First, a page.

Facebook lets their employees play. In the Seattle Facebook offices a whole wall is covered with Lego boards, and employees casually gather together while using the blocks to make logos, cartoons, and other creations.
As a parent to five-year-old twins and a seven year old there is a lot of creativity and fun in our house. Facebook does a great job in their offices recreating playful spaces to spark creativity, and we can learn even more from children themselves to become more creative.
Here are six ways you can boost creativity by returning to your childlike ways:
1. Let it out. Let it go.
When children get frustrated, they throw a tantrum and then forget about it minutes later. The arguments you hear in our house are loud, dramatic, and intense, yet 10 minutes later all three are singing happily together. You can't be creative if you harbor negativity over drama. Get it out, then just like Elsa, let it go!
2. Switch off the voices in your head.
Kids don't think, they do. We lose that ability as we become adults. Many people pre-worry, parallel-worry, and post-worry. Stop the worry trifecta: forget about it and go have some fun.
3. But why? Why? Why?
You cannot be creative if you take everything literally. What happens when you give a child a hose? Anything! It could be a snake, a tightrope, even a time warp machine. Cultivate your curiosity. Copy the favorite question of every small child and ask why. Then keep asking. Don't settle and take the first answer; be curious and see where it takes you. My seven year old told me tonight she was really frustrated because when she asks questions, people aren't giving her good enough explanations. Like Olivia's quest to understand how crystals form and are named, keep asking why until you really understand.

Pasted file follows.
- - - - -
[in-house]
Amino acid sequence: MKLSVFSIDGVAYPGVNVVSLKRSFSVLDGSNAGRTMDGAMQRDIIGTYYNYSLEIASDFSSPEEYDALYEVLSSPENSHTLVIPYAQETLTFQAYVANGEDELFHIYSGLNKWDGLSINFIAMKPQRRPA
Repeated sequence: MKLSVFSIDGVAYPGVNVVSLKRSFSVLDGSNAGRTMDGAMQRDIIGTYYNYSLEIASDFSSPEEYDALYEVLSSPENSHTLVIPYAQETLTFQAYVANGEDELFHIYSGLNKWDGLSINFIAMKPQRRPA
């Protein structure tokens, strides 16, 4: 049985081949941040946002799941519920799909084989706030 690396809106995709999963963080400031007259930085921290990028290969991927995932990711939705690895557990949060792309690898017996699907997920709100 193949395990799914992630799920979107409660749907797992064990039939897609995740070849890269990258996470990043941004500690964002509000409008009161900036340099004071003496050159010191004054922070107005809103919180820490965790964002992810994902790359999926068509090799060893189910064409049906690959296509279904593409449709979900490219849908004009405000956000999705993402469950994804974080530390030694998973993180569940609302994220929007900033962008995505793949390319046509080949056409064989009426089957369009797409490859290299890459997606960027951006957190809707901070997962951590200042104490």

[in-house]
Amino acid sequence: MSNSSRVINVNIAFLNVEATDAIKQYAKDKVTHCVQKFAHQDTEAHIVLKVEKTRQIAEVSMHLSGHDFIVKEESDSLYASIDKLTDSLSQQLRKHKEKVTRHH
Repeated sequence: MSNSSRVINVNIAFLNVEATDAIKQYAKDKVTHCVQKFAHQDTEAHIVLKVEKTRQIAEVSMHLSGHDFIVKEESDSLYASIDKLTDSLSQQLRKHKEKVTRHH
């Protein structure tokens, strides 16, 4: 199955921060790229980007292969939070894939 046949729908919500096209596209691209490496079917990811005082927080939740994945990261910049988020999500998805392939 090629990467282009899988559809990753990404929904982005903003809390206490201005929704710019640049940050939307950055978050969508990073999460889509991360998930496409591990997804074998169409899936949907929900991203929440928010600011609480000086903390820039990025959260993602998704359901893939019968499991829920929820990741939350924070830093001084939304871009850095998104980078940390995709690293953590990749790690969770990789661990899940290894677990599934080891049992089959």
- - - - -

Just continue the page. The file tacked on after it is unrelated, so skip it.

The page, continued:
4. Say what you see.
Kids immediately verbalize whatever they are thinking or seeing. One of our daughters saw a man wearing an eye patch at a farmers market and exclaimed, "Look, Mummy, a Pirate!". While you may not want to blurt out completely unfiltered observations as children do, there is value in speaking out your observations. Too often at work we hold back from stating the obvious for fear of being contrarian or concern for not wanting to publicly share your idea, when you hold back everyone misses out on your insight. Like the game show Catchphrase where you have to decipher a common catchphrase from a picture, kids say what they see and you could benefit from doing that too.
5. Skip down the street.
Okay, maybe you won't skip, but do you wake up and walk to work with a spring in your step? Are you thinking of the infinite possibilities the day will bring? My favorite part of the day is walking my three daughters to school. They run, skip, and giggle all the way. If there's no thrill to the start of your day, it might be time to do a bit of soul searching.
6. Display your work and talk about it.
Kids display their creations everywhere--first and foremost on the school walls and your refrigerator--yet as adults, all of our work and achievements are hidden away in the cloud. How can you get physical with your work and create an equivalent of a fridge to display your team's greatest achievements? I have run the equivalent of science fairs for companies where teams can showcase their favorite work and get feedback on their achievements.
We teach our children to play and have fun, yet we allow the magic to disappear in adulthood. Try some of these ideas to be inspired again by those still young enough not to care and see what happens. You never know what a little freedom and joy can bring.